The most sympathetic and human character for me is Doctor Trendle, the Project Director - In the collection he'll have a Japanese name - I wrote the character as Caucasian only to realize later that Frank had based his appearance on Hayao Miyazaki, genius of Japanese animation. He is also the most cold and inhumane in many ways. Go figure.
Nrama: One interview, yet so many side eddies of discussion…keeping it on We3, if the story had a subtitle, what would it be?
Morrison: 'Run, You Filthy Buggers! Run!'
Nrama: You’ve worked with Frank before, but he wasn’t a part of this project from the beginning? After seeing #1, I can’t imagine many others who would’ve been able to put that much emotion on Bandit’s face, for example….
Morrison: I knew he was the only artist who could make this convincing. He did 60 pages of design sketches just to get those suits right. He's a genius. No photo refs, no computers, he doesn't even use a ruler most of the time. It all comes out of his imagination onto the page. That's what it looks like inside Frank Quitely's head. He astonishes me more and more every time I see a new page. This is drawing as a special effect in itself. You just have to just look and look and look. It's like fractals. The closer you go in the more detail and brilliance you see.
I want this to come out as a French graphic novel size book so that people can really study the work Frank has put into this. The fight scenes in the second issue have panel layouts and storytelling devices which have never been seen before in a comic book... and the mega-violence is cranked up way past 11.
Nrama: Speaking of Frank and what’s inside his head, how much direction did you give him on the art in terms of the animals?
Morrison: My original design sketches had the animals in biped-style suits, more like robots with little animal heads. They looked crap and I knew I needed Frank's design brilliance to create suits which were based on animal anatomy and not suits of armor. I described the kind of thing I was looking for and after weeks of intense design work, he came up with the incredible finished versions that we used in the comic. He based everything on real materials and used Japanese moped design as a starting point. Imagine the toys, though! A hard, heavily -armed robot shell on the outside, a soft and fluffy pet within! Japan, here we come!
Nrama: We can only hope Georg Brewer of DC Direct catches this… Okay – back to the animals, can you explain the relationship between the three – how independent are they? Are they networked? Do they even like each other?
Morrison: The animals have been trained to work together and were also sedated and remote-controlled during previous missions. The remote doesn't work on aroused animal brains, so now that they're free, their Air Force handlers can no longer use that method to control them. As the story progresses, our heroes come to realize that they are pretty independent of each other. Internal fighting start to break out in issue #2 when the cat demands autonomy.
Nrama: The tech that’s embedded in them – did you research that at all, or is it your creation based on current tech/research?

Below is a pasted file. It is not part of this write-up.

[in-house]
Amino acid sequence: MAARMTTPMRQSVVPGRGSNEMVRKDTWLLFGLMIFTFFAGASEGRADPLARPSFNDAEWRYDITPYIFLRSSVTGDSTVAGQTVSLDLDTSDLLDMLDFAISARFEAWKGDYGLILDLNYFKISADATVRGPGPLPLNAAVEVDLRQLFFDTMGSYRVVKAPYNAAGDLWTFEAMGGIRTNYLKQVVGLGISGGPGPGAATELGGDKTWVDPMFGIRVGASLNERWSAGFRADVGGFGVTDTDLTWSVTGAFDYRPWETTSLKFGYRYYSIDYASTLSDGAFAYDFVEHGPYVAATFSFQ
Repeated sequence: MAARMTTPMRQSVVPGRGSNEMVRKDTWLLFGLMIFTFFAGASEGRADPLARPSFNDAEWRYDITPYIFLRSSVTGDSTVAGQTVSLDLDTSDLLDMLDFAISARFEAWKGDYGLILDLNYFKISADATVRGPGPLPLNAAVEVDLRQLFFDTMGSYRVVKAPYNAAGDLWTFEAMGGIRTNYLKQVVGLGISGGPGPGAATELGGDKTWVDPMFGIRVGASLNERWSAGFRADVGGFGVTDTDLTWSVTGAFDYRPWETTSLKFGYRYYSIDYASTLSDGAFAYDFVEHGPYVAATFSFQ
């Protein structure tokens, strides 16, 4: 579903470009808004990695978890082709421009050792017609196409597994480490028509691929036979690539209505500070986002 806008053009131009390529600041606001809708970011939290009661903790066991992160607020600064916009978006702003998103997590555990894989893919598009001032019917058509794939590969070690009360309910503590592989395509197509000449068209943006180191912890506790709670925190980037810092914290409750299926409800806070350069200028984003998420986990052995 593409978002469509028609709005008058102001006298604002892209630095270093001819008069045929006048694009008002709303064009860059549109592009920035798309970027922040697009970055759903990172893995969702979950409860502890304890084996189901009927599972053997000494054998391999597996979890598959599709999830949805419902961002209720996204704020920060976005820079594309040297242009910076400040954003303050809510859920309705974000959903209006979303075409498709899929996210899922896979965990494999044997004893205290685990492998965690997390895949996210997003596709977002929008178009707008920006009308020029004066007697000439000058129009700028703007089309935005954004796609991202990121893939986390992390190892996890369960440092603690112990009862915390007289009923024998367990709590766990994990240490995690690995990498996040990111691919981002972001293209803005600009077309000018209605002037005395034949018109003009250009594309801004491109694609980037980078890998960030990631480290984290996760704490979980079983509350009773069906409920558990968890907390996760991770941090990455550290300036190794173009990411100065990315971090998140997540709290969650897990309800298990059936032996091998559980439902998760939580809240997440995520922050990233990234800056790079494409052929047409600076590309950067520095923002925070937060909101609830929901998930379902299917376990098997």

Morrison: The tech is based on current military ordnance - the animals use, mines, poison gas, rapid fire bullets, ground to air missiles and flechettes. The notion of teaching animals to talk is inspired by the results of research from various animal communication experiments done over the last thirty years - the experiments were with primates and cetaceans but I took some species liberties, given that this is a science fiction story after all. I've tried to keep this one very real. I wanted to do to funny animal comics what Alan Moore did to superhero comics in Miracleman.
Nrama: The language that the three use – can you explain how they communicate a little? From their speech, or looks like they use as many verbal shortcuts as they can, to express fairly linear thought – is that accurate?
Morrison: Pretty much. Dogs are 'better' at communicating in ways humans understand than cats or rabbits, so the dog is the one most obviously trying to wrestle with human concepts and express them in simple language. The cat is interested only in her own worldview which has her at the center of the universe and is generally trying to express only one simple idea - 'Outta my face!', as Stephen Budiansky puts it in The Character of Cats.
I read up on human attempts to communicate with animals, i.e. teach animals English, which in most cases, come across up as brave attempts by animals to communicate with humans - chimps and dolphins will bend themselves backwards trying to approximate an understanding of English, while humans generally refuse to think like animals or to make any effort to learn and use animal languages as animals use them. The mistake is to imagine that animal sounds and signals 'translate' into human words. They don't. Anyone who's spent a long time in the company of animals will know that animal communication is just what it is. The sound or signal can always be directly connected to some external event.
Nrama: That said, the three seem to differentiate themselves by the words they use as well. I that similar to what you said about humans not understanding how animals thinks - that these are not only totally different brains, but three variations of totally different brains due to them being different species?
Morrison: Yes. I wrote some sample dialogue to get the characters down - the dog loyal, needy, driven; the cat selfish, aloof, vicious; the rabbit distracted. Then, while Frank was drawing the first issue, I read up as much as I could on the psychology, habits and behavior of dogs, cats and rabbits. In all cases, I'd pretty much got it right on the first pass but Stephen Budiansky's The Character of Cats and The Truth About Dogs were indispensable aids as were Catwatching and Dogwatching by Desmond Morris, What Is My Cat Thinking? by Gwen Bailey and the ever-reliable The Private Life of the Rabbit by R.M. Lockley.